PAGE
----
Al-Zaytouna Centre for Studies and Consultations has published a new book entitled “Faustian Bargains: Israeli Penetration of the Central Asian Republics,” in Arabic, offering the fifth and sixth chapters for free download.
The 220-page book is originally a doctoral dissertation in political science and international relations, specializing in Asian studies, based on which the author Mohammed Belaicha obtained a doctorate degree from the University of Algiers in 2021.
The importance of the book stems from the fact that it explains the position of Central Asia in the Israeli strategic thought, and the reasons of Israel’s inclination towards its republics, whose location is strategic and are rich in natural resources. In addition, Israel’s rapprochement with these Muslim-majority republics changes the notion that Islam rejects the existence of Israel and does not recognize it.
|>> Click here to download Chapter 5: The International and Regional strategic Repercussions of Israeli Presence in Central Asia (16 pages, 1.2 MB) (Arabic)
>> Click here to download Chapter 6: The Israeli PositionTowards the Five Republics (32 pages, 1.3 MB) (Arabic)
After the introduction, the first chapter discusses the geostrategic and geopolitical importance of the Central Asian region. The status of Central Asia is not a new development imposed by the emerging conditions during the post-Cold War period, and the old “Silk Road,” extending from China to the Mediterranean, has turned into an important corridor for oil and gas pipelines.
The strategic importance of Central Asia is that it is considered the heart of Asia with proximity to a group of geographic and political blocs. Asia wise, it is in direct contiguity with Russia, China, Iran and Turkey, and it overlooks the Indian subcontinent. At the same time, it constitutes a buffer zone that limits direct friction between these regional Asian powers, in addition to the fact that most of the Central Asian region overlooks the Caspian Sea, which is rich in oil and gas. It extends over about four million km2 and is home to diverse peoples, languages and ethnicities.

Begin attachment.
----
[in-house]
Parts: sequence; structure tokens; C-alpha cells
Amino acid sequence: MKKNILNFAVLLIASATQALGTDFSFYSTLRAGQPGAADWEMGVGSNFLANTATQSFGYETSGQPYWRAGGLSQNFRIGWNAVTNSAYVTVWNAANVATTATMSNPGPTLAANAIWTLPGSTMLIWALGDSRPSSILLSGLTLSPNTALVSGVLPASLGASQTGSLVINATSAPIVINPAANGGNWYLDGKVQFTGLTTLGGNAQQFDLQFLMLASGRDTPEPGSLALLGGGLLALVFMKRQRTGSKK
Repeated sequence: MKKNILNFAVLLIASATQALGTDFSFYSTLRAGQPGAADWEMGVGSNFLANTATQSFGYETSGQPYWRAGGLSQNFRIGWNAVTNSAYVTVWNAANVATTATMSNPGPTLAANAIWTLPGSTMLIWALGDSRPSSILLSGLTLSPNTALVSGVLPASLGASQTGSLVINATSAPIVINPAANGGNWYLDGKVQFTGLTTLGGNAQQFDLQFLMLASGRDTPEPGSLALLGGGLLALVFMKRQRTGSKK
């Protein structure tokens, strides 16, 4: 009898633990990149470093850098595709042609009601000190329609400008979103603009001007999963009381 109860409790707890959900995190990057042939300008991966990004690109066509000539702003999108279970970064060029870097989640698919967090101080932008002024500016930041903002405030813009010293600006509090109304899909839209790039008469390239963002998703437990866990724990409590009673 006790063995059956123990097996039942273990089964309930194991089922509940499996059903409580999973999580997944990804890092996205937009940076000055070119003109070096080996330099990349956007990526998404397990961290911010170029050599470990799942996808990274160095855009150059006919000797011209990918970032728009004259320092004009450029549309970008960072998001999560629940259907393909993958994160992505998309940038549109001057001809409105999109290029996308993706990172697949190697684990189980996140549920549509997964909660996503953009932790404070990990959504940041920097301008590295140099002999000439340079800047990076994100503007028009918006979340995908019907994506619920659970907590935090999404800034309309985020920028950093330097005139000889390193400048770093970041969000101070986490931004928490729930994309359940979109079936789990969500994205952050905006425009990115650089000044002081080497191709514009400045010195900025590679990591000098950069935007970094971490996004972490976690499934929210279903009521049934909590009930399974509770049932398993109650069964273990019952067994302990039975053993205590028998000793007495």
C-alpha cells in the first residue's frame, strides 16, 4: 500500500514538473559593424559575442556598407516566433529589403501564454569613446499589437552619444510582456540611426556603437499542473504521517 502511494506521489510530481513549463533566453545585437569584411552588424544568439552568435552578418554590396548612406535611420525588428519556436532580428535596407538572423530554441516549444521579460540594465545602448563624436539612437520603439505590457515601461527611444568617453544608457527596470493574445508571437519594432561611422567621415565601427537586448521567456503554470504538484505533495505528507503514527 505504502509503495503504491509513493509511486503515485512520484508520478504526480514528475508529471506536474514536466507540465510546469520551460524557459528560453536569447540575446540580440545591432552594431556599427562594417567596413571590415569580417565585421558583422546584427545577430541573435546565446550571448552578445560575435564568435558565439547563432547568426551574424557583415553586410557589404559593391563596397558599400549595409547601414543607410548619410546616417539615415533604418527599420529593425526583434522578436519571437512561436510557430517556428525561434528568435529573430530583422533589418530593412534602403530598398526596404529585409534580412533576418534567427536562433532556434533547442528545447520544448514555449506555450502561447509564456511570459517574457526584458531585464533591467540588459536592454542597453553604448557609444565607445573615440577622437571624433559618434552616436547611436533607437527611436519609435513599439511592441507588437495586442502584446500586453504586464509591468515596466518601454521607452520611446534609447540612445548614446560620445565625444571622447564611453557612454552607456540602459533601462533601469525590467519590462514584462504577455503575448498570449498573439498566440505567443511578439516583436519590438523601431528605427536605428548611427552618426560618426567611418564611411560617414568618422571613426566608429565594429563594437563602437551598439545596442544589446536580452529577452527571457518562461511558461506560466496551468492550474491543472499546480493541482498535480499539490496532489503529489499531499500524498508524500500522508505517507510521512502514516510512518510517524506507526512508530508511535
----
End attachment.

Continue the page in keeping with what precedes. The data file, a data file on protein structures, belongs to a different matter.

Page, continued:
Central Asia is also an important trade market, as most of its countries gained independence after the collapse of the Soviet Union, which made the region eager for various investments, and a market open for different products, huge stock of oil, gas, coal, uranium, gold, silver, and other strategic minerals. This makes other countries, including Israel, interested and competing to have influence in the region.
The following three chapters address each of the five Central Asian countries: Kazakhstan, Uzbekistan, Tajikistan, Kyrgyzstan and Turkmenistan, explaining their strategic position, geopolitical position, anthropological dimension and geopolitical importance, in addition to their relationship with Israel, as well as, the economic and cultural dimension.
The Kazakh Jewish community enjoys a stable environment and an organized religious and cultural life, and the Jewish Congress of Kazakhstan was established in December 1999. Uzbek Jews, who have inhabited Uzbekistan for two thousand years, are mostly of Ashkenazi heritage and while estimated at around 120 thousand Jews, they have played a significant role in the establishment of relations between Uzbekistan and Israel.
As for the Baikonur Cosmodrome, the platform from which are launched all Russian missions to space, as well as, all fixed observation missions with respect to the Earth, the Moon, the planets, and the oceans, it is located in Kazakhstan. With Russia’s consent, Kazakhstan granted Israel the right to use it as part of a joint space program, where it launched a series of telecommunication satellites, including Amos-4 satellite.
In the fifth chapter, Belaicha tackles the international and regional strategic repercussions of Israeli presence in Central Asia, where the US benefits from this presence, in contrast to Russia, China and Iran. He also discusses the impact of this presence on Turkey.
In the sixth chapter, Belaicha addresses the Israeli position towards the five republics, detailing the stages of Israeli penetration and its economic, political, intelligence and militarization pillars. He also mentions the motives and aims of this convergence, including overcoming regional barriers, rapprochement with the Muslim world, compensating for the decline in US support, encircling Iran and beginning to implement normalization.
In the conclusion of book, Belaicha outlines five dimensions of Israeli interest in the Central Asian republics; a geographic dimension that allows it to get close to Russia, China, Turkey and Iran; the role of the agent where Israel is a foothold for the US on the Chinese, Russian, Afghan and Iranian borders; an economic dimension due to the richness of the region in energy sources; a military dimension being a market for Israeli military production; and a dimension of tracking and combating “Radical Islam” in cooperation with surrounding countries.